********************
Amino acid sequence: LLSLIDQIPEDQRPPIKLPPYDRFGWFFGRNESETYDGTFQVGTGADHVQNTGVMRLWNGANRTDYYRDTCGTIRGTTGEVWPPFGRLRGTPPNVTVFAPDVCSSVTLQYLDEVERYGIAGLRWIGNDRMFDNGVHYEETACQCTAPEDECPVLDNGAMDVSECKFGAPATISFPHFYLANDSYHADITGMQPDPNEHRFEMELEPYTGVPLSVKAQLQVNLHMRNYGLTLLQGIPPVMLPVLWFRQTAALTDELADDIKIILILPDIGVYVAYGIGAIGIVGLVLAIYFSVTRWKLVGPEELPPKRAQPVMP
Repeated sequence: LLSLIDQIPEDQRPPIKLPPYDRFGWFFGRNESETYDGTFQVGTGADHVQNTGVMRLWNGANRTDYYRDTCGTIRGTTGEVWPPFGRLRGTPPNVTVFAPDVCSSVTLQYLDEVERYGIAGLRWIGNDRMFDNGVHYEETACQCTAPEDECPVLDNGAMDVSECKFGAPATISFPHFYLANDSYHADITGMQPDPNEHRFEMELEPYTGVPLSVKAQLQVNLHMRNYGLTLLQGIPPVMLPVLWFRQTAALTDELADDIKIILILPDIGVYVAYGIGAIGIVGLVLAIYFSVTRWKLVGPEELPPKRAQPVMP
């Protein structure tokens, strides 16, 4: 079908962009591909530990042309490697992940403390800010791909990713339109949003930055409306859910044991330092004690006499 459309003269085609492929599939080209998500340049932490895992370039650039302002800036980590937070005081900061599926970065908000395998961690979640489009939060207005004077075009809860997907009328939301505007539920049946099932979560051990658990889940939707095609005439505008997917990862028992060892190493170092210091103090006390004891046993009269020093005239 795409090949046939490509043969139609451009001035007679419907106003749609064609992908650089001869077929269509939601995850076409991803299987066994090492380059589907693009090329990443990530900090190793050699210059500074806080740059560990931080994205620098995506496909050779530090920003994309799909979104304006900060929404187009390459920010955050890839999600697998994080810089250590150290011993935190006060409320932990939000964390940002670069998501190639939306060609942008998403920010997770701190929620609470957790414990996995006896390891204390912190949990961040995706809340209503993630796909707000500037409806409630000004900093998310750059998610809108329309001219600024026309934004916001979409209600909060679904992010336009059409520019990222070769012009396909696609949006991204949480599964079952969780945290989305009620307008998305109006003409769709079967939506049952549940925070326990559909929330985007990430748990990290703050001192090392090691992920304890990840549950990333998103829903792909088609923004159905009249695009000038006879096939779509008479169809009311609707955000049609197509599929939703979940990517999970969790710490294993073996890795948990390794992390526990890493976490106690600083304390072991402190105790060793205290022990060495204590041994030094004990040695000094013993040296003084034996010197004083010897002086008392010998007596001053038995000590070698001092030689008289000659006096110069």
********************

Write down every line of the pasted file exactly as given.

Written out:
Amino acid sequence: LLSLIDQIPEDQRPPIKLPPYDRFGWFFGRNESETYDGTFQVGTGADHVQNTGVMRLWNGANRTDYYRDTCGTIRGTTGEVWPPFGRLRGTPPNVTVFAPDVCSSVTLQYLDEVERYGIAGLRWIGNDRMFDNGVHYEETACQCTAPEDECPVLDNGAMDVSECKFGAPATISFPHFYLANDSYHADITGMQPDPNEHRFEMELEPYTGVPLSVKAQLQVNLHMRNYGLTLLQGIPPVMLPVLWFRQTAALTDELADDIKIILILPDIGVYVAYGIGAIGIVGLVLAIYFSVTRWKLVGPEELPPKRAQPVMP
Repeated sequence: LLSLIDQIPEDQRPPIKLPPYDRFGWFFGRNESETYDGTFQVGTGADHVQNTGVMRLWNGANRTDYYRDTCGTIRGTTGEVWPPFGRLRGTPPNVTVFAPDVCSSVTLQYLDEVERYGIAGLRWIGNDRMFDNGVHYEETACQCTAPEDECPVLDNGAMDVSECKFGAPATISFPHFYLANDSYHADITGMQPDPNEHRFEMELEPYTGVPLSVKAQLQVNLHMRNYGLTLLQGIPPVMLPVLWFRQTAALTDELADDIKIILILPDIGVYVAYGIGAIGIVGLVLAIYFSVTRWKLVGPEELPPKRAQPVMP
């Protein structure tokens, strides 16, 4: 079908962009591909530990042309490697992940403390800010791909990713339109949003930055409306859910044991330092004690006499 459309003269085609492929599939080209998500340049932490895992370039650039302002800036980590937070005081900061599926970065908000395998961690979640489009939060207005004077075009809860997907009328939301505007539920049946099932979560051990658990889940939707095609005439505008997917990862028992060892190493170092210091103090006390004891046993009269020093005239 795409090949046939490509043969139609451009001035007679419907106003749609064609992908650089001869077929269509939601995850076409991803299987066994090492380059589907693009090329990443990530900090190793050699210059500074806080740059560990931080994205620098995506496909050779530090920003994309799909979104304006900060929404187009390459920010955050890839999600697998994080810089250590150290011993935190006060409320932990939000964390940002670069998501190639939306060609942008998403920010997770701190929620609470957790414990996995006896390891204390912190949990961040995706809340209503993630796909707000500037409806409630000004900093998310750059998610809108329309001219600024026309934004916001979409209600909060679904992010336009059409520019990222070769012009396909696609949006991204949480599964079952969780945290989305009620307008998305109006003409769709079967939506049952549940925070326990559909929330985007990430748990990290703050001192090392090691992920304890990840549950990333998103829903792909088609923004159905009249695009000038006879096939779509008479169809009311609707955000049609197509599929939703979940990517999970969790710490294993073996890795948990390794992390526990890493976490106690600083304390072991402190105790060793205290022990060495204590041994030094004990040695000094013993040296003084034996010197004083010897002086008392010998007596001053038995000590070698001092030689008289000659006096110069």